Another factor that might explain the reticence of some academics is the "good form" syndrome. It is not good form to criticise one’s superiors. Let us briefly recall the scene in the Senate of the University of Newcastle (Chapter 9). Senate’s representative on Council had twice refused to put Senate’s view to Council, as he was expected to do - and Senate’s reaction was to express confidence in him with acclamation. This is the politics of "good form." The Senate’s representative was generally liked, whatever his role in the Dip. Ed. dispute. The Dean of Education had twice got the vote he wanted, and now he appeared to want blood. Not good form at all. So if academic priorities went with the Dean on the vote, the priorities of good form saw to it that he was put firmly in his place in what was represented as his criticisms of senior administrators. Enough was enough.

    However, apart from extrinsic factors like fear, greed, and the politics of good form, there is an intrinsic reason why many academics shy away from taking up the political cudgels. It is a question of the two cultures. Most academics know they are political innocents, that they are not good at playing the political game. Thus, when Dawkins tabled his Green Paper, the lambs remained silent. With political skill, Dawkins had planted "flexible hierarchies," which required all posts beyond senior lecturer to be recontested after a set period, and that terrified the lambs no end.[53] So he gave them the White Paper, which was worse in all respects, except that the dreaded flexible hierarchies had been dropped. The lambs baaed a collective sigh of relief on finding that. But they had overlooked such matters as the loss of academic self-government, even of academic freedom itself. They too had been bought, in a currency they valued most, by someone more street-wise than they were.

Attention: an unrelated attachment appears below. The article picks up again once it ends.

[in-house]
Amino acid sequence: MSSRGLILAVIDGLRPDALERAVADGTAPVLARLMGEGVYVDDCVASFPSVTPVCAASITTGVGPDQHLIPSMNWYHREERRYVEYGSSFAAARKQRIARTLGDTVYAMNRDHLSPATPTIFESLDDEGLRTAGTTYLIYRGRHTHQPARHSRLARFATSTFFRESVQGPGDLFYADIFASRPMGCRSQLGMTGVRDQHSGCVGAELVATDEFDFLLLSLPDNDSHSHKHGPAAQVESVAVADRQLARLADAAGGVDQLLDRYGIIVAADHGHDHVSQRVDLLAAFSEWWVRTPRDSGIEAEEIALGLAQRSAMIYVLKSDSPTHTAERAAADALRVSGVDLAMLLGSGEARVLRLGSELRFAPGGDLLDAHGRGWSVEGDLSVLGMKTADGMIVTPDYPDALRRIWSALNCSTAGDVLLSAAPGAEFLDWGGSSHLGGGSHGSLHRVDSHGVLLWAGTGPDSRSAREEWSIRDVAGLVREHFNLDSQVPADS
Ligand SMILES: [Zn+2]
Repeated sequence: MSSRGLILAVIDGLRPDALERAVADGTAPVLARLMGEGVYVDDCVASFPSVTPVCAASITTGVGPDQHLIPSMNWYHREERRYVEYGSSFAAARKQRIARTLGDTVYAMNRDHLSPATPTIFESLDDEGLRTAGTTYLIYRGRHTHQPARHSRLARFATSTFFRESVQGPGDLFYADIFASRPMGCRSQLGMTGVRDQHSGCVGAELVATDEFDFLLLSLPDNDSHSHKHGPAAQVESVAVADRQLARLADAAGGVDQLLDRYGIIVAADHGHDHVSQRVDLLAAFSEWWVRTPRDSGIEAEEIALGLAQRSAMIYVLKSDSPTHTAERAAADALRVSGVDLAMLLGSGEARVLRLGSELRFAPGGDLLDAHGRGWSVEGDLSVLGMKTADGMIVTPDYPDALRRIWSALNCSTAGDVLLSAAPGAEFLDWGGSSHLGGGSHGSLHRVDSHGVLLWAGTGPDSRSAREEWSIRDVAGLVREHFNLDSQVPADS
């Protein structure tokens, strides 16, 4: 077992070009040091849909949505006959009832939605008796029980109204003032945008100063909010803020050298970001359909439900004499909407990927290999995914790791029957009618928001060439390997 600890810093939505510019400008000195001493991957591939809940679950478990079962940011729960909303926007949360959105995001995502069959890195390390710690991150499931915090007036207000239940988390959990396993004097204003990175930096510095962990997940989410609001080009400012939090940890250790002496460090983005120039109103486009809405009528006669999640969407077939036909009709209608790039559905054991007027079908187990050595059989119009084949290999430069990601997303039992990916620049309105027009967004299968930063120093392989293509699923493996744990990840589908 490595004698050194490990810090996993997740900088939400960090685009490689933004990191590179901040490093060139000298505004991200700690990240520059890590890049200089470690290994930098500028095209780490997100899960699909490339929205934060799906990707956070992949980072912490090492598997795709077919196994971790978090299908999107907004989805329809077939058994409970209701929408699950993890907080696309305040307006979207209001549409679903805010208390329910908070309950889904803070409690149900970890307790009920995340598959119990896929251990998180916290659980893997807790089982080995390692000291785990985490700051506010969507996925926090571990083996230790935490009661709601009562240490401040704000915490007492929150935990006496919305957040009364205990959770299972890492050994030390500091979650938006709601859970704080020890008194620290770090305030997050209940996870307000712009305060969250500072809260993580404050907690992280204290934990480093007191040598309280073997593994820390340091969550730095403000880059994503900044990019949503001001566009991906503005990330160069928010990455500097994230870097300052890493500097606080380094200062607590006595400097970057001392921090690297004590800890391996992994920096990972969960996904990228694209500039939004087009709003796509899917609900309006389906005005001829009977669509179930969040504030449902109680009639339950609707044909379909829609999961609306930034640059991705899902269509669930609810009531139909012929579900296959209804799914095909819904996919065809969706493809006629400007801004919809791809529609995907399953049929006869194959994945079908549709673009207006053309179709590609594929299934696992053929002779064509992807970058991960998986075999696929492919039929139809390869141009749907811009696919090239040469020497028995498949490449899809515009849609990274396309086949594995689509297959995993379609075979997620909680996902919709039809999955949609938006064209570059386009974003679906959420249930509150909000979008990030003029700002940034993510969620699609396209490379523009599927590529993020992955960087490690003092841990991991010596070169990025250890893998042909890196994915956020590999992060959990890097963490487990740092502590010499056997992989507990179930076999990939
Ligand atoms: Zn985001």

Back at the academic freezing works, the lambs initially refused to believe they had been outsmarted. The Dawkins proposals were met with disbelief: appointed managers to replace election[54]; staff no longer to divide their time between teaching, research and administration[55]; dismissal for redundancy and financial exigency as well as for inadequate performance[56]; institutions to become more entrepreneurial, with more applied research for industry, and funds to be obtained from full-fee-paying overseas students.[57] Universities, the woolly lambs then believed, simply could not be run in this way. Of course it wouldn’t happen!